But if he doesn't, the Giants are in for another rough year and -- worse -- a 2015 offseason in which they'll have to totally re-evaluate their quarterback situation for the short term and the long term. It has been a decade since the Giants were worried about quarterback, and they have no desire to face those questions again anytime soon. Their organizational hope is that Manning is fantastic in 2014 and they can look ahead to another half-decade of faith that they're set at the game's most important position.

Manning has played under tremendous pressure throughout his career and generally done very well with it. He's under a great deal of pressure in 2014 to recover from his 27-interception season and put the team's recovery on his shoulders. The Giants can sign as many free agents as they like, and it appears they're trying to do just that. But in the end, as it has for years with the Giants, it still all comes down to Eli Manning.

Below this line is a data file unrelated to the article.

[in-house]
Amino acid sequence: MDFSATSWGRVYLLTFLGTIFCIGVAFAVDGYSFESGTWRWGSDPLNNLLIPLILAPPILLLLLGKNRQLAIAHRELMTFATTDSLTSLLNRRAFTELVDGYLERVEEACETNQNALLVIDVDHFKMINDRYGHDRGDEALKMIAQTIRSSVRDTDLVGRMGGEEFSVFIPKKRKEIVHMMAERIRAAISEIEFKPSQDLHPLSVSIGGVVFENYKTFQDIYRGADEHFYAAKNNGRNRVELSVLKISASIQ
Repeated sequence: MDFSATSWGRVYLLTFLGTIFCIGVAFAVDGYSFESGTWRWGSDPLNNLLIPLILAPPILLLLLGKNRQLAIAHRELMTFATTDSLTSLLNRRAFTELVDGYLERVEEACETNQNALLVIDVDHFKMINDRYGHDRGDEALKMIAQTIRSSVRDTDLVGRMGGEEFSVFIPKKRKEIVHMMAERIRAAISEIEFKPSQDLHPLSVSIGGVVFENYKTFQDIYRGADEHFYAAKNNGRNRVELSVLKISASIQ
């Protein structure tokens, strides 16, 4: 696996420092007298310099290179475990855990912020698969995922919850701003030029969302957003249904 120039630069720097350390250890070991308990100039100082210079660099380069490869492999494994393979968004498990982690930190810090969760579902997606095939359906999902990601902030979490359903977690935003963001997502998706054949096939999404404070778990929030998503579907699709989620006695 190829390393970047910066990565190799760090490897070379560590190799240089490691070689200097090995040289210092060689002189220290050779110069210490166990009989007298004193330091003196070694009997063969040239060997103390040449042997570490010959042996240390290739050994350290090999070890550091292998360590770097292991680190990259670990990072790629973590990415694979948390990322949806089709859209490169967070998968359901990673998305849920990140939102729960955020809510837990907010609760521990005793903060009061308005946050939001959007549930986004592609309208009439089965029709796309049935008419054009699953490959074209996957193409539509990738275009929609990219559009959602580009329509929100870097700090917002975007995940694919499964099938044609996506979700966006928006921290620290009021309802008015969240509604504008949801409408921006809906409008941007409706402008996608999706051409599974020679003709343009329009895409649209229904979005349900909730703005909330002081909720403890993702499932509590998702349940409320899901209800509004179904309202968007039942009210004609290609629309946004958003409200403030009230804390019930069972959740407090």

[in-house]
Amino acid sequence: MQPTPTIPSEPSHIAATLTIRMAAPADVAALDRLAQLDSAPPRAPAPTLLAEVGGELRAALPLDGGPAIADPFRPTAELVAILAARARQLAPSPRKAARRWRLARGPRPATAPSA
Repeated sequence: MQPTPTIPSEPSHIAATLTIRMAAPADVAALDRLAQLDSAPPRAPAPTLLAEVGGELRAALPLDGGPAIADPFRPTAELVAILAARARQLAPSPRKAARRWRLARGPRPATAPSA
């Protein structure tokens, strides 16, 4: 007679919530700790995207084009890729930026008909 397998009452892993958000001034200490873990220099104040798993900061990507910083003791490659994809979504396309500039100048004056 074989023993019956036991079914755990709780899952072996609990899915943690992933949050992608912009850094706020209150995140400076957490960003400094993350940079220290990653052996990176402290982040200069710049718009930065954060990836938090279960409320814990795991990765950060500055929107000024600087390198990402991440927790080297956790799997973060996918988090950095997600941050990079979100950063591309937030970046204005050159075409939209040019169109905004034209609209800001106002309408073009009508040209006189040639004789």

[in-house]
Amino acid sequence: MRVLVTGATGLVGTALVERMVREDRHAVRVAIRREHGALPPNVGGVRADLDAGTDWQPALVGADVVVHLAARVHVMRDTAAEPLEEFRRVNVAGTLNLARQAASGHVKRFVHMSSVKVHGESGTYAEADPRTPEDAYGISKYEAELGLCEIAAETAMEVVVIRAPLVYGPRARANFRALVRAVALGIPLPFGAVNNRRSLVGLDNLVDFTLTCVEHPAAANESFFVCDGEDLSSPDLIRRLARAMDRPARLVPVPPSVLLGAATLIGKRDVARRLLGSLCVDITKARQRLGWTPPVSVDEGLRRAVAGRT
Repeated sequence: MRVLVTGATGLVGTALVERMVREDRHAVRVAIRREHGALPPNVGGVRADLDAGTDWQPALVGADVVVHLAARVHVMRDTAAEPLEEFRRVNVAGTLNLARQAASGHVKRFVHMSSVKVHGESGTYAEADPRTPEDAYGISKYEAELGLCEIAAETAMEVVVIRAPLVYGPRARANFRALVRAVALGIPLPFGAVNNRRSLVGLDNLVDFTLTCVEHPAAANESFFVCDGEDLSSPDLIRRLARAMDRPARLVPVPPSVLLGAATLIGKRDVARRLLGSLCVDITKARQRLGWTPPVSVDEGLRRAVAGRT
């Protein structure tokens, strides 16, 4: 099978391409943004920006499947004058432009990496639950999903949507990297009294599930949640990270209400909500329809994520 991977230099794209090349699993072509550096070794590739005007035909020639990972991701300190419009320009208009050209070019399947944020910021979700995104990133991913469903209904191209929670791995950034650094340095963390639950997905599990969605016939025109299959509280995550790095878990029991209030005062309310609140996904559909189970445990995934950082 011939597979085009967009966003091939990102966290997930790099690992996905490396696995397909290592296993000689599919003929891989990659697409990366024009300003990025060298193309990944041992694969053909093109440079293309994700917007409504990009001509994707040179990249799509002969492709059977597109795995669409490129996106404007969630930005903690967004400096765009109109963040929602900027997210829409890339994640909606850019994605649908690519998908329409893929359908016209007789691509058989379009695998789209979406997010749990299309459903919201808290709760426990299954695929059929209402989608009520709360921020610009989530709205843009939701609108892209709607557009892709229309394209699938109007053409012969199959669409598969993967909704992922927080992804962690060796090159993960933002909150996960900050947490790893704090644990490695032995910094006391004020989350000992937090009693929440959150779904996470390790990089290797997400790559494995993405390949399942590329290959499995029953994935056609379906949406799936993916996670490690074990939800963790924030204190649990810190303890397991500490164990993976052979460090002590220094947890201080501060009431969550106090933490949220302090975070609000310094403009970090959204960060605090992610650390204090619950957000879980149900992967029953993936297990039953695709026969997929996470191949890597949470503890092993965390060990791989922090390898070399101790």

Did you use the #nygmail hashtag on Twitter this week? No? Well, then your New York Giants question is not among these. Sorry.
 
In his media session Wednesday at the NFL owners meetings, New York Giants coach Tom Coughlin spoke of the departure of free-agent wide receiver Hakeem Nicks. A star-caliber wideout just two years ago while the Giants were making a Super Bowl run, Nicks punched his own ticket out of town in 2013 with a dismal free-agent year and is now an Indianapolis Colt. Coughlin said he wished Nicks well, and when the conversation turned to the question of replacing Nicks, the first name Coughlin mentioned was that of third-year wide receiver Rueben Randle.